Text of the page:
Ms Alexander said the time was right to debate devolution
Plans for a new commission to rival the SNP government's "national conversation" on independence have been passed by the Scottish Parliament.
The group, proposed by Scottish Labour leader Wendy Alexander, would be set up to consider greater Holyrood powers.
The proposals were backed by the other pro-Union parties.
The SNP's Roseanna Cunningham said the plan, contained in a Labour motion debated at Holyrood, offered "no ideas, no policies, no future".
Labour, the Liberal Democrats and the Conservatives said that, almost a decade after the laws to create the Scottish Parliament were passed, the time was right to re-ignite the debate with an independently-chaired commission to "review" devolution.
Holyrood bosses will now consider the best way of establishing the review, including the issue of making parliament responsible for raising at least some of the cash it spends.
Ms Alexander attacked the SNP's national conversation, saying the party had already decided on the only "acceptable" outcome, while also pointing out that there was currently not enough parliamentary support to stage an independence referendum.
Ms Alexander told MSPs: "I believe that Scots seek a future that gives them the chance to walk taller without having to walk out.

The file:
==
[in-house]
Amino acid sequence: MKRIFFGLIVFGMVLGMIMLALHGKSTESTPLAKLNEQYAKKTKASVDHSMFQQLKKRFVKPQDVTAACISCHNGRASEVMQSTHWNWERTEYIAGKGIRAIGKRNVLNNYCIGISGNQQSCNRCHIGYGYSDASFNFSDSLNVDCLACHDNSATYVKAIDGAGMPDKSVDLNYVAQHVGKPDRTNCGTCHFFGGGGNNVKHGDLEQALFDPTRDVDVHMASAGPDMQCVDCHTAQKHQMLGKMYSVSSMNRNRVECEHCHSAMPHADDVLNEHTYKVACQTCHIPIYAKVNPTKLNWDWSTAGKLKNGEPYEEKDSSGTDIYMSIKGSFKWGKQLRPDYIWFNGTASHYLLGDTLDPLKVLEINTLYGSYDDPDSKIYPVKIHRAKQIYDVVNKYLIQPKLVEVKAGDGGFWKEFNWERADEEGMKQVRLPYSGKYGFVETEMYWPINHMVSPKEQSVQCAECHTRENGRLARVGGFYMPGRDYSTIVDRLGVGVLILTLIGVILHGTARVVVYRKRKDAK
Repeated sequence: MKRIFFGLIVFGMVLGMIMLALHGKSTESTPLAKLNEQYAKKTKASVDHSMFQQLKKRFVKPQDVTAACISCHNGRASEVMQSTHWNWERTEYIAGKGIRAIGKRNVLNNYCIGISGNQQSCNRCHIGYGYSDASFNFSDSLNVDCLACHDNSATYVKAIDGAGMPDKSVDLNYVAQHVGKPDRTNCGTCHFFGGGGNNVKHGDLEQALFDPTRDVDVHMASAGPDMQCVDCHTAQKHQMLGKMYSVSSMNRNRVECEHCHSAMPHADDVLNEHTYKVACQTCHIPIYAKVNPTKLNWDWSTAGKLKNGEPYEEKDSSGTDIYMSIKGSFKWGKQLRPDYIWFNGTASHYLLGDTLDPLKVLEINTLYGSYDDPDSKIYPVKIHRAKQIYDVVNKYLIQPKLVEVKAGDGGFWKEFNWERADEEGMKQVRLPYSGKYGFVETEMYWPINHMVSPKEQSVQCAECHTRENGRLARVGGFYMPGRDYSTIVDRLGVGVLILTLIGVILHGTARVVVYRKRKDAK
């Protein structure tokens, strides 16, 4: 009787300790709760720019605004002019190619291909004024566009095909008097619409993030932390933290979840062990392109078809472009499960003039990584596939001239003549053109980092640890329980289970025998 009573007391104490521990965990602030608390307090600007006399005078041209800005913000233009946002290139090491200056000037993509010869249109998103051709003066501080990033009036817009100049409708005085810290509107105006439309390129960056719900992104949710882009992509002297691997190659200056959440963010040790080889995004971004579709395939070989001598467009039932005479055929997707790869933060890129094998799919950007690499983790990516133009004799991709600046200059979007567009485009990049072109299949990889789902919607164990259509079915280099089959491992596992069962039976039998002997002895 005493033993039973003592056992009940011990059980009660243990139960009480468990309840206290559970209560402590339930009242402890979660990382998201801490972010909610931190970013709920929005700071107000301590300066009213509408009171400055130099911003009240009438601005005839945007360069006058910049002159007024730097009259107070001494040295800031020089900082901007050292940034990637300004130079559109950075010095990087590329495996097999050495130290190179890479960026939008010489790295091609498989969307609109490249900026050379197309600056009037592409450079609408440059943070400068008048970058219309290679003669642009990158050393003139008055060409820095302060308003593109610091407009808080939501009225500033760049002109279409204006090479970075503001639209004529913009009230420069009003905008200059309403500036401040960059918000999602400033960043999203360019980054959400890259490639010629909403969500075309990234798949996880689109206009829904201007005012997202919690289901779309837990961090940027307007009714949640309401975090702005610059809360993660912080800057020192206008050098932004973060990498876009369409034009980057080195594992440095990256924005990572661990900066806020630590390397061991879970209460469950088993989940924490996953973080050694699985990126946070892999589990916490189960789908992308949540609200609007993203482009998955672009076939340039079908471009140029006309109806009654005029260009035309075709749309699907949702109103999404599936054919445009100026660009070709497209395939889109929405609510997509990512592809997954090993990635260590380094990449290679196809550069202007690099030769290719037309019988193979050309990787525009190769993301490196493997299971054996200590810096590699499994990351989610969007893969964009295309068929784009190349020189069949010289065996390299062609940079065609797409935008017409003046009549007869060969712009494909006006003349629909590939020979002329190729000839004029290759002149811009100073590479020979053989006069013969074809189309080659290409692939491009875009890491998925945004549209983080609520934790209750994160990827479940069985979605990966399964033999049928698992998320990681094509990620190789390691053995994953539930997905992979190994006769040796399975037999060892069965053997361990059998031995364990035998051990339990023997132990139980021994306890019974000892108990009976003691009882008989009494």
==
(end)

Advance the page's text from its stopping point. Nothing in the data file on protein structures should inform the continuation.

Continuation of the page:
"And I say to the SNP, be very careful before you attempt to strangle at birth an initiative based on what the people of Scotland want."
Tory leader Annabel Goldie said the national conversation was about "tearing up our constitution and ripping Britain apart", telling MSPs that the SNP did not have a monopoly on Scottish patriotism.
"The majority presence in this chamber comprising the Labour, Scottish Conservative and Liberal Democrat parties, supports our continuing partnership with the United Kingdom," she told parliament.
"The majority desire is to build on what we have and to take that forward."
Nicol Stephen, the Lib Dem leader, said that any increase in Holyrood powers must include tax raising controls.
"It will mean that a local income tax to replace the discredited council tax could be introduced straightforwardly - with all of the fairness and the benefits that can bring to the low paid and to pensioners," he said.
"And it can avoid the regressive side effects of the SNP's council tax freeze policy."
The nationalists said they could agree on more powers
The two Green MSPs declined to back the Labour motion, or an SNP amendment welcoming the national conversation, which was defeated.
One of their number, Patrick Harvie, said the Scottish people must be given the ultimate say on Scotland's future in a wide-ranging referendum, instead of the issue being bound by "the narrow interests of today's politicians".
Ms Cunningham, who said the plan for a constitutional commission was an uncosted commitment, asked the chamber: "Does Wendy Alexander care? - no she doesn't.
"Because it isn't really about moving anything forward except herself, preferably moving herself as far away from the rest of the news agenda as possible."
The Perth MSP said the Nationalists could agree on more powers, on having a debate and asking voters to decide, adding: "What the SNP is not going to agree on is a stunted debate on the basis of Wendy Alexander's thus far but no further so-called vision.
"Vision? I suggest she goes out and invests in a pair of specs because, on the evidence, her vision is woefully short-sighted."